You're retired!

RETIREMENT is perhaps one of the most significant of life events. It brings on a new role which is often difficult to accept. Retirees are often treated lightly and made to feel unwanted or worthless.

Perhaps the biggest impact is felt by people who have occupied senior positions in the civil service or in the private sector. Senior civil servants are often pampered by underlings. A simple thing as a sudden withdrawal of a personal driver just a day after retirement can unsettle the newly retired.

The maxim "people only respect the chair you sit on" often rings true.

Financial challenges, loneliness, loss of status and plain idleness can lead to depression, or what is commonly known as post retirement blues. This is seen more in men. It is said that women handle retirement better than men because women also look after children and do household chores despite being career minded.

Our own Tan Sri Rafidah Aziz admitted that even at the height of her career as a cabinet minister, she used to try to rush home and cook for her family. That probably explains why she is all smiles these days!

Looking out for depression

Sometimes, it is difficult to detect symptoms of depression among senior citizens. One of the earliest manifestations would be a loss of interest in pleasurable activities. This could be very ordinary activities like reading the newspaper first thing in the morning or watching the eight o'clock news.

Sudden disinterest in such routine activities should ring alarm bells.

Sleep may not necessarily be too little. Depression in old age could manifest as excessive sleep too.

Generally, there could be sad or anxious mood, loss of appetite, decreased energy, difficulty in concentrating, feelings of guilt which is usually inappropriate, and in severe cases, death wishes or suicidal thoughts.

It is important to seek help early as delay in seeking treatment will only make the situation more difficult. If you think you have some of the symptoms discussed above (consistently for a period of two weeks or more), you may need professional help.

Discuss how you feel with your general practitioner. He may refer you to a psychologist or a psychiatrist. In the meantime, he may prescribe some sedatives or medication to fight anxiety.

Please remember that such medication may be a temporary measure until you're seen by a mental health specialist.

Also, we need to keep in mind that prescription medications is not the only answer. Accepting the reality of a sudden change in lifestyle, attitudes and interpersonal interactions will also help in coming to terms with the new role of retirement.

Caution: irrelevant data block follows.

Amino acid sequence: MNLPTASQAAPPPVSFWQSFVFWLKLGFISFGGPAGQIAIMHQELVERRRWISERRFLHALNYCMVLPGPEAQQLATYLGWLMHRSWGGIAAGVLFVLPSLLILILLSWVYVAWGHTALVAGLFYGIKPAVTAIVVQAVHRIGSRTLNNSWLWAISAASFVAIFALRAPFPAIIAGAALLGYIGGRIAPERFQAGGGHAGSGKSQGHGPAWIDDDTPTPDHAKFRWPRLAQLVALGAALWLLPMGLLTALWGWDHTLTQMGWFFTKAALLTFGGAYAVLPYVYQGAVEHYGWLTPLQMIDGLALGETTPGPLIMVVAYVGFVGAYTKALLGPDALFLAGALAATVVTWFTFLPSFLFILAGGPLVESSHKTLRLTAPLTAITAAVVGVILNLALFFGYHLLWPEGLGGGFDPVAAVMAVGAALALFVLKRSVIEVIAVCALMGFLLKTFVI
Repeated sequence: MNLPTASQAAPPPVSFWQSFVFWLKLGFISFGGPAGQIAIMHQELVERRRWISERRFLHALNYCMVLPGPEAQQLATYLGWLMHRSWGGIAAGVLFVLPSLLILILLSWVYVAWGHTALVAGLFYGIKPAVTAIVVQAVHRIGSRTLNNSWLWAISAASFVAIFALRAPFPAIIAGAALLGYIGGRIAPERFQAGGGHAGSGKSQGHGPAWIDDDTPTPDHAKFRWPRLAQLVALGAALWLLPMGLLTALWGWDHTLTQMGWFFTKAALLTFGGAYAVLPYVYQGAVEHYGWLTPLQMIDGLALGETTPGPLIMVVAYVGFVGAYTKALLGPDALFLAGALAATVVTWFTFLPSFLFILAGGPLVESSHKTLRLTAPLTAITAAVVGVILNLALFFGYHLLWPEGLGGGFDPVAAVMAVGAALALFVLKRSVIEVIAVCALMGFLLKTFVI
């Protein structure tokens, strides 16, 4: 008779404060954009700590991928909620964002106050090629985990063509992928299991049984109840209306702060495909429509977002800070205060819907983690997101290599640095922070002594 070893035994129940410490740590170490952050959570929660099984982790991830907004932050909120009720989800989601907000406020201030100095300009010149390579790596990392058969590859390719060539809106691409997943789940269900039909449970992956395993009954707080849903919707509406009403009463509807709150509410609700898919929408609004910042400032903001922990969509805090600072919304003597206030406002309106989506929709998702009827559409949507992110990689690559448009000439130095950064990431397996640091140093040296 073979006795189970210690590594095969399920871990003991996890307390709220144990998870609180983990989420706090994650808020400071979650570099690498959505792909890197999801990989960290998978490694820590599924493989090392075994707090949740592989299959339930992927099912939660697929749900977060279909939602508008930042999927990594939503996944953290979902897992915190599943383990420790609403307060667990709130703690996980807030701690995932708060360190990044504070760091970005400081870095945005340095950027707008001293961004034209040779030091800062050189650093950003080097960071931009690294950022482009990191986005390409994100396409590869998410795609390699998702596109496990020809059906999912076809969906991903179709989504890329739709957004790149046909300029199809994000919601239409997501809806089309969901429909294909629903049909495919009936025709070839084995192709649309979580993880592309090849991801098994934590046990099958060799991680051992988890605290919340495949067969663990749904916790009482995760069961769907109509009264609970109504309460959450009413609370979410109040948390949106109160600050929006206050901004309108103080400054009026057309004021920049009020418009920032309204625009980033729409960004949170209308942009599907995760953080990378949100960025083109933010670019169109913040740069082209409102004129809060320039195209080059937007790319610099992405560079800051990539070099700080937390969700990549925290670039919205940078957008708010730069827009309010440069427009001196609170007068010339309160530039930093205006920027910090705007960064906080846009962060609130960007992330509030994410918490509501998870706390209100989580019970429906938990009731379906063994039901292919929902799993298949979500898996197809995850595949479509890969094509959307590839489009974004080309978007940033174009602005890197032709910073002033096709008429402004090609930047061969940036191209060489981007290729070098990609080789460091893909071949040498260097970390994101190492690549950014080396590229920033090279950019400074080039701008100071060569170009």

Tips to optimise retirement lifeHere are some tips that can help make the transition to retirement much easier:

    • Take that vacation you always wanted. If you can afford it, pamper yourself. No point in being cost conscious when your children are all grown up and can take care of themselves. You deserve give yourself a treat.
    • Be IT savvy - Browse the internet, set up your own blog, get into Facebook and link up with long lost friends.
    • Get close to your grandchildren; this creates a special bond with them. Caring for them will also give you a sense of purpose and gives you a certain routine. You can also learn from them. The chances are you had people doing things for you all this while at the office. Now that you no longer have people doing things for you, better to learn from your grandchild how to open a Facebook account or tweet.
    • Discover a new hobby - Things you always wanted to do or thought you could not afford. Consider photography or painting.
    • Catch up on your reading - This keeps your mind agile and improves your knowledge. Reading is also very relaxing and keeps you abreast of the exciting things that happen around you. Memorise a poem or do mental puzzles like Sudoku and crosswords.
    • Get back to academics - It is never too old to sign up for a course. In fact, it may be fun to sit for exams, and this creates a certain routine in your life.
    • Write something. This could be a memoir that you leave as a legacy. You don't even have to publish and print it if you feel it could be a costly affair. Use your new-found IT knowledge to submit articles to online newspapers, or better still, start your own blog and monitor the number of hits!
    • Help others - Join an NGO and offer your time. You may not be too keen on doing field work, but you could use your expertise in management, fund raising or administration.Making a difference in the lives of the needy and underprivileged gives you a sense of fulfilment. If you cannot spare the time, why not sign up for a "sponsor a child" programme?

In short, retire to something rather than retire from something.

It is said that having a purpose in life prolongs life. Retirement is probably the best period in life to realise this purpose. Help others in a meaningful way and you will receive a great deal of satisfaction and help you fulfil your purpose in life.

However, be cautious. Keep your money safe and do not fall for scams promising to multiply your money.

For those who are approaching retirement, beware of others who will be making plans on how to relieve you of your gratuity or EPF.

Friends and relatives will suddenly reappear in your lives telling you sob stories, hoping that you will sign away a portion of your pension.

Plan far ahead for retirement by signing up for appropriate health insurance as health expenses will naturally increase with age. Exercise regularly and eat moderate but nutritious meals.

Get closer to your family but resist the temptation to interfere with others, especially if your children are all grown up.

Give advice only when called for, otherwise there is a danger of losing respect. Keep a sense of humour and find things that make you laugh. You can then look forward to enjoying your golden years.